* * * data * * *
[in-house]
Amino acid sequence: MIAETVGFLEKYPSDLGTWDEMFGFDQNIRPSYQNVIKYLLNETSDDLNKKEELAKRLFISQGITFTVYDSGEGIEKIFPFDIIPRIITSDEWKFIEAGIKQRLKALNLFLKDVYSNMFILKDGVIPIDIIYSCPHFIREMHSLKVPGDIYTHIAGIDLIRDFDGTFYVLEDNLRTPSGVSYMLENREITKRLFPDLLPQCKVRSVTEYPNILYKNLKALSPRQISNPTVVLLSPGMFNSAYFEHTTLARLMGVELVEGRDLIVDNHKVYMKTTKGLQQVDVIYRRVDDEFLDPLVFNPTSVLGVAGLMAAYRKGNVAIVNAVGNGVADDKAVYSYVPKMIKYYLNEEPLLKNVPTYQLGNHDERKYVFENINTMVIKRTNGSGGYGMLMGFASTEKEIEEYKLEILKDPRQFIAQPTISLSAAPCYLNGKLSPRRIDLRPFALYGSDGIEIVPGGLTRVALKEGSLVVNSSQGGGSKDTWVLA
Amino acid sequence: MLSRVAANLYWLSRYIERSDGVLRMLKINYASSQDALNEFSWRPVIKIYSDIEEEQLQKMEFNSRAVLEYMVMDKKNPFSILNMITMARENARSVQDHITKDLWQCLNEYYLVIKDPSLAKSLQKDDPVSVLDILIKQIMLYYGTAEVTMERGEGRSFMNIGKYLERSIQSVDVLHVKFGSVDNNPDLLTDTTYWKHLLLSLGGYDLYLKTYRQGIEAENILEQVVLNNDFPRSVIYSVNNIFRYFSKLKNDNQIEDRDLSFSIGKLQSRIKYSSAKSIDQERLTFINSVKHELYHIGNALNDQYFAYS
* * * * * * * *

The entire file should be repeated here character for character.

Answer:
[in-house]
Amino acid sequence: MIAETVGFLEKYPSDLGTWDEMFGFDQNIRPSYQNVIKYLLNETSDDLNKKEELAKRLFISQGITFTVYDSGEGIEKIFPFDIIPRIITSDEWKFIEAGIKQRLKALNLFLKDVYSNMFILKDGVIPIDIIYSCPHFIREMHSLKVPGDIYTHIAGIDLIRDFDGTFYVLEDNLRTPSGVSYMLENREITKRLFPDLLPQCKVRSVTEYPNILYKNLKALSPRQISNPTVVLLSPGMFNSAYFEHTTLARLMGVELVEGRDLIVDNHKVYMKTTKGLQQVDVIYRRVDDEFLDPLVFNPTSVLGVAGLMAAYRKGNVAIVNAVGNGVADDKAVYSYVPKMIKYYLNEEPLLKNVPTYQLGNHDERKYVFENINTMVIKRTNGSGGYGMLMGFASTEKEIEEYKLEILKDPRQFIAQPTISLSAAPCYLNGKLSPRRIDLRPFALYGSDGIEIVPGGLTRVALKEGSLVVNSSQGGGSKDTWVLA
Amino acid sequence: MLSRVAANLYWLSRYIERSDGVLRMLKINYASSQDALNEFSWRPVIKIYSDIEEEQLQKMEFNSRAVLEYMVMDKKNPFSILNMITMARENARSVQDHITKDLWQCLNEYYLVIKDPSLAKSLQKDDPVSVLDILIKQIMLYYGTAEVTMERGEGRSFMNIGKYLERSIQSVDVLHVKFGSVDNNPDLLTDTTYWKHLLLSLGGYDLYLKTYRQGIEAENILEQVVLNNDFPRSVIYSVNNIFRYFSKLKNDNQIEDRDLSFSIGKLQSRIKYSSAKSIDQERLTFINSVKHELYHIGNALNDQYFAYS